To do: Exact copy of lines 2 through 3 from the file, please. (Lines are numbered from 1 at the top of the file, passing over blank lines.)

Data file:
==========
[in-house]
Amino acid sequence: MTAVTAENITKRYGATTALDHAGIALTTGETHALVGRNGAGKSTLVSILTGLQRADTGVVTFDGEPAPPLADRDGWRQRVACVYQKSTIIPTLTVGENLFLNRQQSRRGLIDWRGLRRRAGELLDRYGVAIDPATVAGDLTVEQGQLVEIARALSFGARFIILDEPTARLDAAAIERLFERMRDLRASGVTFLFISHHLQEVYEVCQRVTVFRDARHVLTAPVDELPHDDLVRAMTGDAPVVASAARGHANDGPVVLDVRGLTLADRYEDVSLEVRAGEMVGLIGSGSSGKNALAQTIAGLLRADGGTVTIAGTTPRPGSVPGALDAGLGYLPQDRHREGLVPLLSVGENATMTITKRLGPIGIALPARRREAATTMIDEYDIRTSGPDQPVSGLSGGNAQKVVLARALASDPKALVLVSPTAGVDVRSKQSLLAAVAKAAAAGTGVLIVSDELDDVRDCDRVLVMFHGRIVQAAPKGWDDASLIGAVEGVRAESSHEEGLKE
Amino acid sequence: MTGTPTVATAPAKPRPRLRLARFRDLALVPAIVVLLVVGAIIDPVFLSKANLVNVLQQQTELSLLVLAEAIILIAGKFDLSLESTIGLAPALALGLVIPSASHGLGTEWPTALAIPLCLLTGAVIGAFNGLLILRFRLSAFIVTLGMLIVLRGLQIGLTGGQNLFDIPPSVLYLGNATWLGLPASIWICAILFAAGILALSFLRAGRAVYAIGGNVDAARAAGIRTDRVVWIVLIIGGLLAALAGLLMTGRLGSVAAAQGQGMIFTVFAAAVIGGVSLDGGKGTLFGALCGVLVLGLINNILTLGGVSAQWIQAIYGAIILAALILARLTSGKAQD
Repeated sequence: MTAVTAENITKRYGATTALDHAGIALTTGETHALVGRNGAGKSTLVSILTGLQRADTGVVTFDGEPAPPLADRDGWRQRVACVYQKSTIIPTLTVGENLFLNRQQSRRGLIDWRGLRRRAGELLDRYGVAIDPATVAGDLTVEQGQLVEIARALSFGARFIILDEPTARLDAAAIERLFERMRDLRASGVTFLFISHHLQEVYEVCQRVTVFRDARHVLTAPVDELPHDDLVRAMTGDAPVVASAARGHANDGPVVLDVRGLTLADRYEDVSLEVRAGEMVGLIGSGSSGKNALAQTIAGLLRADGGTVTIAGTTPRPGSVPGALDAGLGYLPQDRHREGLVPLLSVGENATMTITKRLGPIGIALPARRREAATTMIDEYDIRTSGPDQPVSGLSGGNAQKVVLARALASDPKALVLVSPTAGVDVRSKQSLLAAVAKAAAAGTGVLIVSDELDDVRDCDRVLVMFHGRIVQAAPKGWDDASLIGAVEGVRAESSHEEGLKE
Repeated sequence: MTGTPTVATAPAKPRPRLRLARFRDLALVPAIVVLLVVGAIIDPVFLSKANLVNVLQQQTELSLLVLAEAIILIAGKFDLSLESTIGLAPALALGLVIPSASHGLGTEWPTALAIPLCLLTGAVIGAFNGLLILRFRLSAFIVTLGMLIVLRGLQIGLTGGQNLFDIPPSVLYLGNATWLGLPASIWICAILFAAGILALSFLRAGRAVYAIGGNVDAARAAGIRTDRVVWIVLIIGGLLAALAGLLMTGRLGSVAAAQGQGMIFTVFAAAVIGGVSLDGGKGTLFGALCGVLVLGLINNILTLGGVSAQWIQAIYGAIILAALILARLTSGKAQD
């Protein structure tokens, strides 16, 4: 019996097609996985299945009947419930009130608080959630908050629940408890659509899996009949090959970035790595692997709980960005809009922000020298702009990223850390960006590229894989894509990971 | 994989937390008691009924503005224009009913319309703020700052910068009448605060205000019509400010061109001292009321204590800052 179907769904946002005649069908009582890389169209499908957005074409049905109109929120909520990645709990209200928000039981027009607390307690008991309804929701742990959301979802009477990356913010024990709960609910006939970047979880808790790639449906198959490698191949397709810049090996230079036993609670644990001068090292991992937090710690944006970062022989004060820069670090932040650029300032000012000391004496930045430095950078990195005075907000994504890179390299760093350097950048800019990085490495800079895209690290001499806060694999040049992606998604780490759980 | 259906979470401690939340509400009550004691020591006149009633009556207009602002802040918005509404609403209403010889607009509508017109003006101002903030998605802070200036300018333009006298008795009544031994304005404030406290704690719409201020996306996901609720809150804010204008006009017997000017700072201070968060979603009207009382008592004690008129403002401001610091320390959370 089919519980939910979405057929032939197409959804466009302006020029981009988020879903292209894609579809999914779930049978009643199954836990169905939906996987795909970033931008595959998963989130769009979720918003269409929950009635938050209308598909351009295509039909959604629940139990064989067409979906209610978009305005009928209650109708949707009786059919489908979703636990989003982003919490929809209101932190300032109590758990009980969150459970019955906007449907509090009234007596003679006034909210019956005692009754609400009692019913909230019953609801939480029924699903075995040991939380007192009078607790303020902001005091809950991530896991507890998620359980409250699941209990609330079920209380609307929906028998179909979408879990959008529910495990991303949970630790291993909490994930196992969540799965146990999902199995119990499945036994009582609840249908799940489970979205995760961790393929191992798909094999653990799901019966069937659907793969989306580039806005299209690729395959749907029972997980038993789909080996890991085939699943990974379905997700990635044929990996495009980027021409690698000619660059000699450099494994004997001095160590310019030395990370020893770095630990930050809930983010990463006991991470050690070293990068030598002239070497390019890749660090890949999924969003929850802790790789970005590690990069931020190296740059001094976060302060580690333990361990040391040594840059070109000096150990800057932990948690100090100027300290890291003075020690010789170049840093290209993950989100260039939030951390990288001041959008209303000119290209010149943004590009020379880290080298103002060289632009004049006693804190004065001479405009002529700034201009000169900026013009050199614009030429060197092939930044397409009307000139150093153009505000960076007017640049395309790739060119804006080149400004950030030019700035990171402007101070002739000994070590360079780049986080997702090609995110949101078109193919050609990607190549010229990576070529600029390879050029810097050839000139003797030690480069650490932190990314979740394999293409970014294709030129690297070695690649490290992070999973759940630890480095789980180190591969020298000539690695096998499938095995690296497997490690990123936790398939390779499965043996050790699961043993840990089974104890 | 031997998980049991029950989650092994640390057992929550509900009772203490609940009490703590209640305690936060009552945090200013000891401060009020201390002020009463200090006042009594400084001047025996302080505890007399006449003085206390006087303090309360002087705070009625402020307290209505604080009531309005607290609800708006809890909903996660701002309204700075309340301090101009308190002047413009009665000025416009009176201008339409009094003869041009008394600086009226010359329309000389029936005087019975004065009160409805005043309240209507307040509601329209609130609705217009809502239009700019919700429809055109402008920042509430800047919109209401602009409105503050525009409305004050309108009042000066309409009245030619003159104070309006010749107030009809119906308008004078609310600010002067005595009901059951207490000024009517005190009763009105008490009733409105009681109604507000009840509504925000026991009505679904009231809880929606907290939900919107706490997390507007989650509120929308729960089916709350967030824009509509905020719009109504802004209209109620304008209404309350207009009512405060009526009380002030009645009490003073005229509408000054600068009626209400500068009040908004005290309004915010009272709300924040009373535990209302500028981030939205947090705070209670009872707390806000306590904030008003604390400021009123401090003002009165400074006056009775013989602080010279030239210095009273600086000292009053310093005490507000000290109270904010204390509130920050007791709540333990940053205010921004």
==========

Amino acid sequence: MTAVTAENITKRYGATTALDHAGIALTTGETHALVGRNGAGKSTLVSILTGLQRADTGVVTFDGEPAPPLADRDGWRQRVACVYQKSTIIPTLTVGENLFLNRQQSRRGLIDWRGLRRRAGELLDRYGVAIDPATVAGDLTVEQGQLVEIARALSFGARFIILDEPTARLDAAAIERLFERMRDLRASGVTFLFISHHLQEVYEVCQRVTVFRDARHVLTAPVDELPHDDLVRAMTGDAPVVASAARGHANDGPVVLDVRGLTLADRYEDVSLEVRAGEMVGLIGSGSSGKNALAQTIAGLLRADGGTVTIAGTTPRPGSVPGALDAGLGYLPQDRHREGLVPLLSVGENATMTITKRLGPIGIALPARRREAATTMIDEYDIRTSGPDQPVSGLSGGNAQKVVLARALASDPKALVLVSPTAGVDVRSKQSLLAAVAKAAAAGTGVLIVSDELDDVRDCDRVLVMFHGRIVQAAPKGWDDASLIGAVEGVRAESSHEEGLKE
Amino acid sequence: MTGTPTVATAPAKPRPRLRLARFRDLALVPAIVVLLVVGAIIDPVFLSKANLVNVLQQQTELSLLVLAEAIILIAGKFDLSLESTIGLAPALALGLVIPSASHGLGTEWPTALAIPLCLLTGAVIGAFNGLLILRFRLSAFIVTLGMLIVLRGLQIGLTGGQNLFDIPPSVLYLGNATWLGLPASIWICAILFAAGILALSFLRAGRAVYAIGGNVDAARAAGIRTDRVVWIVLIIGGLLAALAGLLMTGRLGSVAAAQGQGMIFTVFAAAVIGGVSLDGGKGTLFGALCGVLVLGLINNILTLGGVSAQWIQAIYGAIILAALILARLTSGKAQD